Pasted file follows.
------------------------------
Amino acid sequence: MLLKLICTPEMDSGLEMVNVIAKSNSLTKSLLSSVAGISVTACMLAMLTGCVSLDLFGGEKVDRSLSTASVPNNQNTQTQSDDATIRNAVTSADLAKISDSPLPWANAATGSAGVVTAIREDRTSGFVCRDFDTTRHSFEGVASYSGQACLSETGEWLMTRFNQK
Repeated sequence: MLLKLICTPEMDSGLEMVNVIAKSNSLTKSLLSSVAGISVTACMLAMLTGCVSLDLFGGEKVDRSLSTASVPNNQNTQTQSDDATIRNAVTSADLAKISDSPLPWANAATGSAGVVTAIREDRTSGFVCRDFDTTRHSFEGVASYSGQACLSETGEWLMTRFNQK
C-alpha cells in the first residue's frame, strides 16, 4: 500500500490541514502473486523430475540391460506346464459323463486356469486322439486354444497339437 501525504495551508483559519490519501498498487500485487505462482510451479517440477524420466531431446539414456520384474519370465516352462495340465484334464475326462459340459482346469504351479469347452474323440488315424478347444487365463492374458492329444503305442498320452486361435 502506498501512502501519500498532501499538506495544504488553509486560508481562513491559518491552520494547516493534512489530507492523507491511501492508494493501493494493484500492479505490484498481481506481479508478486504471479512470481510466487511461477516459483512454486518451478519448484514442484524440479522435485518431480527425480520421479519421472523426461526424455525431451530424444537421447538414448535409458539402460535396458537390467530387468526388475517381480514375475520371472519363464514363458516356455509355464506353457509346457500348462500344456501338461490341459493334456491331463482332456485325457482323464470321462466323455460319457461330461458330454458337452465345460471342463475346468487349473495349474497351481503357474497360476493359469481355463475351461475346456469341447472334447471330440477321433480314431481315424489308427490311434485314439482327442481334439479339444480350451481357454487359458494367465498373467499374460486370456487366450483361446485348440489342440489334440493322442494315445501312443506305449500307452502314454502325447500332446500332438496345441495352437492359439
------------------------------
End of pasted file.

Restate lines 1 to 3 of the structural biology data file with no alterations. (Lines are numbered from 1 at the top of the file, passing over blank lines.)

Amino acid sequence: MLLKLICTPEMDSGLEMVNVIAKSNSLTKSLLSSVAGISVTACMLAMLTGCVSLDLFGGEKVDRSLSTASVPNNQNTQTQSDDATIRNAVTSADLAKISDSPLPWANAATGSAGVVTAIREDRTSGFVCRDFDTTRHSFEGVASYSGQACLSETGEWLMTRFNQK
Repeated sequence: MLLKLICTPEMDSGLEMVNVIAKSNSLTKSLLSSVAGISVTACMLAMLTGCVSLDLFGGEKVDRSLSTASVPNNQNTQTQSDDATIRNAVTSADLAKISDSPLPWANAATGSAGVVTAIREDRTSGFVCRDFDTTRHSFEGVASYSGQACLSETGEWLMTRFNQK
C-alpha cells in the first residue's frame, strides 16, 4: 500500500490541514502473486523430475540391460506346464459323463486356469486322439486354444497339437 501525504495551508483559519490519501498498487500485487505462482510451479517440477524420466531431446539414456520384474519370465516352462495340465484334464475326462459340459482346469504351479469347452474323440488315424478347444487365463492374458492329444503305442498320452486361435 502506498501512502501519500498532501499538506495544504488553509486560508481562513491559518491552520494547516493534512489530507492523507491511501492508494493501493494493484500492479505490484498481481506481479508478486504471479512470481510466487511461477516459483512454486518451478519448484514442484524440479522435485518431480527425480520421479519421472523426461526424455525431451530424444537421447538414448535409458539402460535396458537390467530387468526388475517381480514375475520371472519363464514363458516356455509355464506353457509346457500348462500344456501338461490341459493334456491331463482332456485325457482323464470321462466323455460319457461330461458330454458337452465345460471342463475346468487349473495349474497351481503357474497360476493359469481355463475351461475346456469341447472334447471330440477321433480314431481315424489308427490311434485314439482327442481334439479339444480350451481357454487359458494367465498373467499374460486370456487366450483361446485348440489342440489334440493322442494315445501312443506305449500307452502314454502325447500332446500332438496345441495352437492359439